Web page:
The Lions secondary has been one of the worst units in football this season. Detroit currently ranks last in yards per attempt (8.4), passer rating (108.5), and completion percentage (69.3%).
The tipping point appears to have been Sunday’s contest against the Miami Dolphins. Not only did Tua Tagovailoa complete 80 percent of his passes for 384 yards, but according to Campbell after the game, the secondary didn’t execute the game plan, which was to be more physical with Miami’s talented receiving corps.
“We didn’t hit them at the line. That was part of the game plan,” Campbell said. “We didn’t disrupt. We did not disrupt, and when you let them do that and get into your defense, we didn’t want to turn it into a track meet. And it was a track meet.”
“We did not do well in this game plan that was designed for these guys.”
Pleasant was hired last year as part of the new coaching regime. Previously, he had spent four seasons with the Los Angels Rams as the team’s cornerbacks coach. In Detroit, he could certainly be credited with helping Jeff Okudah weather the storm of his injury and return at a good level of play. However, the play of Amani Oruwariye and AJ Parker has regressed this season.
That said, Pleasant was also dealt a tough hand by injuries and a lack of resources. In addition to Okudah’s Achilles injury, Ifeatu Melifonwu has been habitually injured, Tracy Walker is out of the season with an Achilles tear of his own, Jerry Jacobs tore his ACL last year, Saivion Smith suffered a serious neck injury—all while general manager Brad Holmes mostly ignored the defensive backfield during free agency and the draft.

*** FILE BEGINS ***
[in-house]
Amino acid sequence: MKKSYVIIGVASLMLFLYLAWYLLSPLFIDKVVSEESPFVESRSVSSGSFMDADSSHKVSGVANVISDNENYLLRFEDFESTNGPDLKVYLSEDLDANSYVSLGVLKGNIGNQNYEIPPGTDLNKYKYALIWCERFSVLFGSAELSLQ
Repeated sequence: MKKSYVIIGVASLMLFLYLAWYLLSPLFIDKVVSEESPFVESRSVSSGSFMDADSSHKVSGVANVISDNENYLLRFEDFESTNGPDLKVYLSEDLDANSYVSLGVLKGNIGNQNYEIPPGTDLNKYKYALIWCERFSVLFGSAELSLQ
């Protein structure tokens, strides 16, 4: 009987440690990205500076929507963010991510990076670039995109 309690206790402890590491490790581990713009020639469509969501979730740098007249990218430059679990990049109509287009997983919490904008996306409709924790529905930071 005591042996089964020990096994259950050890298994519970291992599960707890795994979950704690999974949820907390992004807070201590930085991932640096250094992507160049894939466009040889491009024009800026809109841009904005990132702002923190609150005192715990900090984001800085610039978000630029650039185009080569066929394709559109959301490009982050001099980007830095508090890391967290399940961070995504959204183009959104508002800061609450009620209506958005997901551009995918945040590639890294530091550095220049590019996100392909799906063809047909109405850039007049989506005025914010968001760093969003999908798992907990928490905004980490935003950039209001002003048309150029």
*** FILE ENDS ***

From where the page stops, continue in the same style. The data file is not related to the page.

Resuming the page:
It’s a sudden fall for Pleasant, who had gotten a lot of praise from players for his ability to connect and communicate with him. He even scored interviews for the Saints and Vikings defensive coordinator jobs back in February.
At this point, it’s unclear who will be taking over for Pleasant, but Lions safeties coach Brian Duker seems like a likely candidate.
UPDATE: Campbell confirmed that Duker will take over the defensive backs room, with help from defensive quality control coach Addison Lynch.